A parody along the lines of The Va Dinci Cod (itself essentially a parody of a parody), so much along the lines, in fact, that it’s probably published by the same people, possibly written by the same person (though the name is completely different). I have to say, however, that this one is not quite as clever, and definitely more tedious, than the other, so not nearly as successful by my estimation. To be honest, i found it dragging at points, much as the Wide Witch’s sledge dragged and fought against travel, particularly towards the end of the novel, when the repetitions of the jokes became merely annoying (thinking here, for example, of the beavers’ log babies, the hairballs Asthma brought up, even the mock-Tudor speech of the children once they became kings and queens).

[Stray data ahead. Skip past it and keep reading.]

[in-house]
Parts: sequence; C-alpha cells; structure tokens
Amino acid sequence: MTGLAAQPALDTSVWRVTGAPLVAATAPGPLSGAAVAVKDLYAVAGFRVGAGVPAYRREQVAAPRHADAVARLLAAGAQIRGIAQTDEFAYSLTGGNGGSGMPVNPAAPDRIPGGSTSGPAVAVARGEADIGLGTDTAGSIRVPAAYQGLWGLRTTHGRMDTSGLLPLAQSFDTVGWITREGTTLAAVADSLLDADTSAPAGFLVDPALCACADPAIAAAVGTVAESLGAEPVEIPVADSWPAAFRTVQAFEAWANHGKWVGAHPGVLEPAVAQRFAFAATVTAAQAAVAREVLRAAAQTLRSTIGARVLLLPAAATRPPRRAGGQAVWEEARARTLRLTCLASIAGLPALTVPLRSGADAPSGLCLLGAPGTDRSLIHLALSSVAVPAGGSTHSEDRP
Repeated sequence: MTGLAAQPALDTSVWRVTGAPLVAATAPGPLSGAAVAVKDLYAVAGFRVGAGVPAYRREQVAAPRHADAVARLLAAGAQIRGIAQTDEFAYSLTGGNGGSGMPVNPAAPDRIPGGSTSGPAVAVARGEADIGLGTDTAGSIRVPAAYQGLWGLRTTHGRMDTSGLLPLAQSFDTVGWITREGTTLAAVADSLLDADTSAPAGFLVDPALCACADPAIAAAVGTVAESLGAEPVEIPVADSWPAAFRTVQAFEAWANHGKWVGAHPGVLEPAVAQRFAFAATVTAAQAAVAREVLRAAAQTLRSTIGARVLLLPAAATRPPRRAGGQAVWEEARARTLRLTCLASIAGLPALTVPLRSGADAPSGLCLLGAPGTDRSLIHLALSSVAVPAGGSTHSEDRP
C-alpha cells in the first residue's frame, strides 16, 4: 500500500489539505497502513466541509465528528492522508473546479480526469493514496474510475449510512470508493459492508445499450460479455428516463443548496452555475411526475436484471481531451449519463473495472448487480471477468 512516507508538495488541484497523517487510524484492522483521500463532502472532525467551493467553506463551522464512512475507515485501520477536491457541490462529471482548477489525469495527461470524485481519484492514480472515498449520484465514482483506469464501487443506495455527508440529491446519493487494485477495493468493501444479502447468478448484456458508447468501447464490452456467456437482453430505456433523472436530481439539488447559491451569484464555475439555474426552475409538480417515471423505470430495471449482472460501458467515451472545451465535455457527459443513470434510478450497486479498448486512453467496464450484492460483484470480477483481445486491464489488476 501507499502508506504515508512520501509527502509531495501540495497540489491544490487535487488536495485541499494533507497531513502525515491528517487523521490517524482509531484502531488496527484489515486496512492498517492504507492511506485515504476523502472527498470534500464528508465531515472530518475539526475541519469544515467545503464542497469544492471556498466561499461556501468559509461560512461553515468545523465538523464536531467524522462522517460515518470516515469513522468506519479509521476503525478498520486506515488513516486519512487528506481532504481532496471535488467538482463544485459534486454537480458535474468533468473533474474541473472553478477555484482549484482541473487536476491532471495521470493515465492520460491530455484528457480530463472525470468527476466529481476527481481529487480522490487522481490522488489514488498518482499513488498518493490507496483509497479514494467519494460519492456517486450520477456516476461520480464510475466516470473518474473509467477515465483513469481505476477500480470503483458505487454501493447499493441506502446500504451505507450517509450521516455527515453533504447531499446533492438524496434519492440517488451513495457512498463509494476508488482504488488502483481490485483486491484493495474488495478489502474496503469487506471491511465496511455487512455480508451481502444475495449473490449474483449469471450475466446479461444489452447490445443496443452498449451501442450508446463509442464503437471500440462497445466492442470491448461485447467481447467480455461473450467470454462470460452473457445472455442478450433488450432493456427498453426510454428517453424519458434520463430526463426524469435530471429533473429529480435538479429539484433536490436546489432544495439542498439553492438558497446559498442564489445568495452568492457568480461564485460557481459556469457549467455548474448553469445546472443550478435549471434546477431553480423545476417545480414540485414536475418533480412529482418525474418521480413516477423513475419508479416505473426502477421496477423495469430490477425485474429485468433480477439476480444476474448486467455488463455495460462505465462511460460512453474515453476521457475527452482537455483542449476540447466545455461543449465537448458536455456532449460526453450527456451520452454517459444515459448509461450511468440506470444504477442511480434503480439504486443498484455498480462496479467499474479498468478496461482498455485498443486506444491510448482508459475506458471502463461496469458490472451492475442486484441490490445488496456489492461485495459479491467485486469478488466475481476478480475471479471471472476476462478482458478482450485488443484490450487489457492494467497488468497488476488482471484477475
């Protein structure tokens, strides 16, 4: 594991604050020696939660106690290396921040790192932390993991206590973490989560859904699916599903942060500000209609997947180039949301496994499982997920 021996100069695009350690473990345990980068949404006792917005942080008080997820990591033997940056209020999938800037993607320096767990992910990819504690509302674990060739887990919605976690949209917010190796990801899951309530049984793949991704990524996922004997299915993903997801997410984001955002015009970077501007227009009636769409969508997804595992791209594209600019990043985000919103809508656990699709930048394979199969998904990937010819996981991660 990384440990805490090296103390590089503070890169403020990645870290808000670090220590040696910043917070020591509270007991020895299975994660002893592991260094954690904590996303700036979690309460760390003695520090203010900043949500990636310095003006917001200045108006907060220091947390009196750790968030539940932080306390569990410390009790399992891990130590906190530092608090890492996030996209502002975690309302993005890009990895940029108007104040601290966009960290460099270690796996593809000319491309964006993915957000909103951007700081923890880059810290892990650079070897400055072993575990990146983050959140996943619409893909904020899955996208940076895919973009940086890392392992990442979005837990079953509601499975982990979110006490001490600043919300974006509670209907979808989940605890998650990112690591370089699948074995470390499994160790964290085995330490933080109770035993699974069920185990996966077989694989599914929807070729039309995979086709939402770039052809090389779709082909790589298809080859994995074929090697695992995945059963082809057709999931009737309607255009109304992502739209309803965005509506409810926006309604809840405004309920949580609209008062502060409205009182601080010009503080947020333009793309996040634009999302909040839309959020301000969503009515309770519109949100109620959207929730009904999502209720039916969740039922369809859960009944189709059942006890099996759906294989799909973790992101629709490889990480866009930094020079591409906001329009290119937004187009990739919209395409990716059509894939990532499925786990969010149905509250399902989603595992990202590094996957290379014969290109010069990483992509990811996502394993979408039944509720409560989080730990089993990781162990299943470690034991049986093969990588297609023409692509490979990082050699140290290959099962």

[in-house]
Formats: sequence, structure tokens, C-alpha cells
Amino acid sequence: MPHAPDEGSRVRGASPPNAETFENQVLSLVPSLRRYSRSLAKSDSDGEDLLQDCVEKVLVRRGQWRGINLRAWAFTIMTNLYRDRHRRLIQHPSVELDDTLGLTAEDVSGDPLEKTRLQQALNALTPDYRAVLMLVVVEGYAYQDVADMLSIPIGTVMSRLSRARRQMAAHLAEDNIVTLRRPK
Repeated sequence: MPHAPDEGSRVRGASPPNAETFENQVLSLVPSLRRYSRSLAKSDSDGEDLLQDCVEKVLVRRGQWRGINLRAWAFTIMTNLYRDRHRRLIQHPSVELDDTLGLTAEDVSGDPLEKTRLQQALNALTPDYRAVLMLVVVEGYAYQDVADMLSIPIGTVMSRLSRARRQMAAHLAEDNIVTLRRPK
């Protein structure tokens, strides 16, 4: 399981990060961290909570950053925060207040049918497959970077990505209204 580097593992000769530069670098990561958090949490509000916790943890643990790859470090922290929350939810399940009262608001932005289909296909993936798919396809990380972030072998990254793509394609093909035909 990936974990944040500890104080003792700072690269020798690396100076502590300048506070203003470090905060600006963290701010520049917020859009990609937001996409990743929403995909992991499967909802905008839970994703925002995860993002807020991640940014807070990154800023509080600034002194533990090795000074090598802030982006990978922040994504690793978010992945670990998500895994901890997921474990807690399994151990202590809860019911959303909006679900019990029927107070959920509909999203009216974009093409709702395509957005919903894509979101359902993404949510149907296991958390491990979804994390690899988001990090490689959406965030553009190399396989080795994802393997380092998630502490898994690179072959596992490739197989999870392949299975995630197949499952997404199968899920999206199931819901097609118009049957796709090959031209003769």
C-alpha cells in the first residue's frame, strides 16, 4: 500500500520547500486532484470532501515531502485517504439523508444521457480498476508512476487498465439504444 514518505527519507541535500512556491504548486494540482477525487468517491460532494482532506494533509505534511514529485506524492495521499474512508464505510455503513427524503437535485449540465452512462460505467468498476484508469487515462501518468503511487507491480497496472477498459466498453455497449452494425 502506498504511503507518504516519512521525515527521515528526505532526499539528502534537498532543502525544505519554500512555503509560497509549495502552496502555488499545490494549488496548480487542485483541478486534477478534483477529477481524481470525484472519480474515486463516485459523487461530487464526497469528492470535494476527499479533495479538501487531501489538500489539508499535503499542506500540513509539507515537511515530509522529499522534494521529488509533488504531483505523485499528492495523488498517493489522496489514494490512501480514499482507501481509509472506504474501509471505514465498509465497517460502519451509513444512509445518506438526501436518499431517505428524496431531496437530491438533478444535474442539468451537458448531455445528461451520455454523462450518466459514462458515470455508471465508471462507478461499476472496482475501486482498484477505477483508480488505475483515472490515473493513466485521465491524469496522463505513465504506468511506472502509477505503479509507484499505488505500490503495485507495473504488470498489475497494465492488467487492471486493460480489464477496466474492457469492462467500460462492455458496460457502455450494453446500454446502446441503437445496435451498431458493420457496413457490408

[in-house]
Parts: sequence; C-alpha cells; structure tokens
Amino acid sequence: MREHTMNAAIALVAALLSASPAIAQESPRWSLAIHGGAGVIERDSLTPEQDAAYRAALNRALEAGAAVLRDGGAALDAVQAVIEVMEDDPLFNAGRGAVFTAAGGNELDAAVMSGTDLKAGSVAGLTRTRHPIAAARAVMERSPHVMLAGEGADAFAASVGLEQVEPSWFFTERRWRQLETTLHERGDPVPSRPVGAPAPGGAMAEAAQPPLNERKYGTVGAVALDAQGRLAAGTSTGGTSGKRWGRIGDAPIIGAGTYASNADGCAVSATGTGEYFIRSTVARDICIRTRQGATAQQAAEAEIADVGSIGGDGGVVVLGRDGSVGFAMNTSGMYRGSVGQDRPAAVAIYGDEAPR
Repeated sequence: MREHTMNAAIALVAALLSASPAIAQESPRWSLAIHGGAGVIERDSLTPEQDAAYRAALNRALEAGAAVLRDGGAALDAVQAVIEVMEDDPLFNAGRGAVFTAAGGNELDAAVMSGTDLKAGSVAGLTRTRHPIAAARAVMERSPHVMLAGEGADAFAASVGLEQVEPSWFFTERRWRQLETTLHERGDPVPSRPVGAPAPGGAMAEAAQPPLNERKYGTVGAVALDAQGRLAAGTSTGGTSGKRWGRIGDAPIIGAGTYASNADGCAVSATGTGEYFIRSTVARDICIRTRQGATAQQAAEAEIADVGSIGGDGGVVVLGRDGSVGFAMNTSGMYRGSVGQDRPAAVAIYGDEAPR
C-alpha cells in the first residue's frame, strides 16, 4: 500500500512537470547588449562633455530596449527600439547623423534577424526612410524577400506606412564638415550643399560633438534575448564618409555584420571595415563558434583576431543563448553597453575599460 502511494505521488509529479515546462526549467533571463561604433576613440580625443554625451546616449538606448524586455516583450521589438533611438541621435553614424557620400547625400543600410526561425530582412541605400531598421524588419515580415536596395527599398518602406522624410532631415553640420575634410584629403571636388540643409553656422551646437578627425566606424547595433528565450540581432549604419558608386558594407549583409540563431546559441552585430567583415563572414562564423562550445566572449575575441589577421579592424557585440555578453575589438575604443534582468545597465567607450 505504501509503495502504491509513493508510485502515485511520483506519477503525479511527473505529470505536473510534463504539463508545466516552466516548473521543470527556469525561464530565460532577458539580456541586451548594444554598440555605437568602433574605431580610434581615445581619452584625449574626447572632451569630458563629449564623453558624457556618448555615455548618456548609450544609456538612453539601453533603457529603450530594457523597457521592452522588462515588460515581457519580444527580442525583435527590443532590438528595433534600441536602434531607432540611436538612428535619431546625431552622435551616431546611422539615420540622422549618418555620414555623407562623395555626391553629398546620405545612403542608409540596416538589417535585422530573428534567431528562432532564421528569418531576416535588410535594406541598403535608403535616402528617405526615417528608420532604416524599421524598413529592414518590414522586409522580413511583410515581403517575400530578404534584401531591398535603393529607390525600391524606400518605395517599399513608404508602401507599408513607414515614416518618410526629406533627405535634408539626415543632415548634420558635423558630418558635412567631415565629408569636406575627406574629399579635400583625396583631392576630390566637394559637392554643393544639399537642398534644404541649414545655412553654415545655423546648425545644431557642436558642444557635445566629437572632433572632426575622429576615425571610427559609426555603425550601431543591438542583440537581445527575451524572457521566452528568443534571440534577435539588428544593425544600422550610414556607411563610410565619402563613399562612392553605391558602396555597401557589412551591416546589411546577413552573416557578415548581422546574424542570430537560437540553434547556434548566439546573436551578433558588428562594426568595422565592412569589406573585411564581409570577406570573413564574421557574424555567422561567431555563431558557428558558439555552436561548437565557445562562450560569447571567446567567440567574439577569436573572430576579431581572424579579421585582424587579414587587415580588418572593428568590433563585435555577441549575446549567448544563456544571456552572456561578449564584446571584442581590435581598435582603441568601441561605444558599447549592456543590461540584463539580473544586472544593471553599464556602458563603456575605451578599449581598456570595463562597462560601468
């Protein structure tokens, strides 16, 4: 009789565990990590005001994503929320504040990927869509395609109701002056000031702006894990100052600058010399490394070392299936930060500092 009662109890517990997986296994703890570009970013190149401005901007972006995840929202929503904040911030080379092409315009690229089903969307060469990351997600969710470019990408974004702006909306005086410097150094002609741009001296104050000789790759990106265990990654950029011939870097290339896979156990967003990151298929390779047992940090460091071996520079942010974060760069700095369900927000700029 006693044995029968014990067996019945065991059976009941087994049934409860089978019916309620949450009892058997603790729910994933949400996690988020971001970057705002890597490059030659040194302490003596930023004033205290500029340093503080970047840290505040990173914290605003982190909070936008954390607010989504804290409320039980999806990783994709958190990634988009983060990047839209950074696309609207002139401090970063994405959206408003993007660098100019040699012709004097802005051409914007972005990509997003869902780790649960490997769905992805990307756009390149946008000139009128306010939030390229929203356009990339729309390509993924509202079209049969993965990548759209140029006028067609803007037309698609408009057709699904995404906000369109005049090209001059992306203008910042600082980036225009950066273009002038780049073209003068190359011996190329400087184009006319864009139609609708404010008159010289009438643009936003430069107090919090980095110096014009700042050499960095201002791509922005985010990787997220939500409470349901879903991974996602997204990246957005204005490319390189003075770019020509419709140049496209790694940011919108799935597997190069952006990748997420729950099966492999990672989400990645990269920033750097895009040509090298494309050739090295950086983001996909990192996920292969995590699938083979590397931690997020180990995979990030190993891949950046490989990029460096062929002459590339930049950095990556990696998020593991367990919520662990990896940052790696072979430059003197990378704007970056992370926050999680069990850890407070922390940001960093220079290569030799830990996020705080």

At first, though, i have to say i enjoyed the book; it is quite clever, though i should think that the original, The Lion, the Witch, and the Wardrobe, is quite an easy target for the author, with nice touches such as children living in the present, but still thinking that the Second World War is raging, being sold for human experimentation to a mad professor, and the Beavers as a lesbian couple. Indeed, i did not not enjoy the thing, i simply found it going more slowly than i wanted; for, when the reader (in this case me) starts looking at page numbers and working out how many more are to be read, it is surely a bad sign for the author.